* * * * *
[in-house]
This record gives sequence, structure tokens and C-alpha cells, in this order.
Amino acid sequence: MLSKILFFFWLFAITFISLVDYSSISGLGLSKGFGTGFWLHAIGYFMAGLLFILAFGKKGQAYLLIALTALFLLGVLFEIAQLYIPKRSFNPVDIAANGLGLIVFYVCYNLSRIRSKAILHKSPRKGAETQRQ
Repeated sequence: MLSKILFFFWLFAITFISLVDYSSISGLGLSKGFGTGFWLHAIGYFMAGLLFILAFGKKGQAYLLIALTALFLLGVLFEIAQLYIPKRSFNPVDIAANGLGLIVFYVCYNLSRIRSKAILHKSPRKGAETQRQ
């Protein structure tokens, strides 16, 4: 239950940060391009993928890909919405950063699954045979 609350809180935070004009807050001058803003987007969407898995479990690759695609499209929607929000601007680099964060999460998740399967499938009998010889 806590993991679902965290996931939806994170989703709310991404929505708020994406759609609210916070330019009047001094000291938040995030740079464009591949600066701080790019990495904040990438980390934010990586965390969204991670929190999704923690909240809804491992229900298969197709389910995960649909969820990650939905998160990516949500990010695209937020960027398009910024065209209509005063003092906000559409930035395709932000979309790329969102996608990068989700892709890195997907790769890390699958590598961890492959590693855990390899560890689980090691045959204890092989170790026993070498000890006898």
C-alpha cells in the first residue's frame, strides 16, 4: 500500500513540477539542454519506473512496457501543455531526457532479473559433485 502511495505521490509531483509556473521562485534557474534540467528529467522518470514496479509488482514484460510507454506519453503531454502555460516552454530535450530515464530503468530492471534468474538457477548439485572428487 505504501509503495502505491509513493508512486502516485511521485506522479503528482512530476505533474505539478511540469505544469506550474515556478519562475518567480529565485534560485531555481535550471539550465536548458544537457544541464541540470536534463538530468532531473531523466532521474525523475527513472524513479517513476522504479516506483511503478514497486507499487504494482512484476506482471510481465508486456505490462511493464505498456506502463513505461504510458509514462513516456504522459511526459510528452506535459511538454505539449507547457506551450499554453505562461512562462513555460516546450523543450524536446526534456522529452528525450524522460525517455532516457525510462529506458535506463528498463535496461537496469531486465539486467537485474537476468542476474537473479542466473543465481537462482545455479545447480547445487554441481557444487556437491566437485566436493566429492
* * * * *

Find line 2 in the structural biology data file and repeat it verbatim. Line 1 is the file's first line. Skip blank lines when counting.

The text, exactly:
This record gives sequence, structure tokens and C-alpha cells, in this order.